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Genome scan for selection in South American chickens reveals a region under selection associated with aggressiveness

A., Luzuriaga-Neira, L., Pérez-Pardal, S.M., O'Rourke, G., Villacís-Rivas, F., Cueva-Castillo, G., Escudero-Sánchez, A., Ulloa-Nuñez, M., Rubilar-Quezada, M.R., Miller, A., Beja-Pereira
Livestock science 2019 v.225 pp. 135-139
aggression, altitude, breeding, breeds, chickens, climate change, dopamine receptors, genes, genomics, phenotype, poultry industry, sequence analysis, single nucleotide polymorphism, statistics, tropical rain forests, South America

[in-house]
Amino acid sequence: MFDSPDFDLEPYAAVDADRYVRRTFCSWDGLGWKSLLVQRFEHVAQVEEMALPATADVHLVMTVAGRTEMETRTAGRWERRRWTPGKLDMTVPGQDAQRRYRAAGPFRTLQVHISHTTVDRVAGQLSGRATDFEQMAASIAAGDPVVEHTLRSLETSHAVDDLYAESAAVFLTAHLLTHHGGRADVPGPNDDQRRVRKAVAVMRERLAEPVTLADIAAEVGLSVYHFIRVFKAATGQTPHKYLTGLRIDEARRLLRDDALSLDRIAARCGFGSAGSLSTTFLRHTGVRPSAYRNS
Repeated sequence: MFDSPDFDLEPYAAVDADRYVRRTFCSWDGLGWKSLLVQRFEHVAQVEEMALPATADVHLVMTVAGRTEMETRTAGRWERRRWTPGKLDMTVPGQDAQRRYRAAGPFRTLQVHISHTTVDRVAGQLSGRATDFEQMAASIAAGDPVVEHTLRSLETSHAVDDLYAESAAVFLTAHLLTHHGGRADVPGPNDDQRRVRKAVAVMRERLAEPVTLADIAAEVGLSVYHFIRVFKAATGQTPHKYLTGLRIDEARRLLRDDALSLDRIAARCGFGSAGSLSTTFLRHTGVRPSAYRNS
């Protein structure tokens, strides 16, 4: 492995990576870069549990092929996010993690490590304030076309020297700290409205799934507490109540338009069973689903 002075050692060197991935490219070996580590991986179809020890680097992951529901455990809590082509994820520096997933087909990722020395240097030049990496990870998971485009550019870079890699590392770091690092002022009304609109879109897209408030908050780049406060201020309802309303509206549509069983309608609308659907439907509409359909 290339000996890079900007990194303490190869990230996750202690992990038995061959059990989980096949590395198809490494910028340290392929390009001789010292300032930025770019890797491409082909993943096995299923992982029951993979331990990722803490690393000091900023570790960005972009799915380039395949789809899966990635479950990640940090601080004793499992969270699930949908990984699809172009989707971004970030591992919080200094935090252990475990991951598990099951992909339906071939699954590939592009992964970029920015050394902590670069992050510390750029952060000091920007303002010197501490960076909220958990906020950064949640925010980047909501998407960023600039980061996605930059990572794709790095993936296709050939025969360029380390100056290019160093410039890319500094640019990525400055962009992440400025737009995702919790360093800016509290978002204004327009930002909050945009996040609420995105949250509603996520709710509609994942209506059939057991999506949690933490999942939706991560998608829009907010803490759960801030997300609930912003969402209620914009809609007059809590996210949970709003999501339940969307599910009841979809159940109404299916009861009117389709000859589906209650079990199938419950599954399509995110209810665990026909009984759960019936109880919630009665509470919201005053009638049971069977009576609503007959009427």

Domestic chicken populations have been subjected to selection strategies to improve different production traits. Throughout history, selection coupled with diverse demographic dynamics have shaped the genome of many local populations which might harbor important genetic combinations with potential for production and survival to future unknown climate changes. South American local chickens include several well-adapted local breeds that thrive in extreme environments (e.g., tropical rain forest, high altitude and desert). In addition, there has been a long tradition of game fowl breeding in South America about which very little is known. As game fowl display distinct phenotypes compared to other types of chickens, i.e., aggressiveness, we have screened for single nucleotide polymorphisms (SNPs) localized in genes related to behavior that depart from neutrality (i.e., outliers) and therefore might be influenced by selection. Here we used restriction site-associated DNA sequencing (RADseq) to identify 122,801 SNPs distributed across the genome to scan for selection signatures in South American chicken populations. We detected 892 SNPs that were under selection. Two SNPs under positive selection localized in a genomic region harboring the Dopamine Receptor 2 (DRD2) gene and the Ankyrin Repeat and Kinase Domain Containing 1 (ANKK1) gene which have been associated with behavior. The population branch statistics analysis (PBS) on these two SNPs provided further evidence that these two variants have been under positive selection in game fowl. These findings contribute to the understanding of the genetic architecture behind the aggressiveness behavior in chickens, a trait of paramount importance in the poultry industry.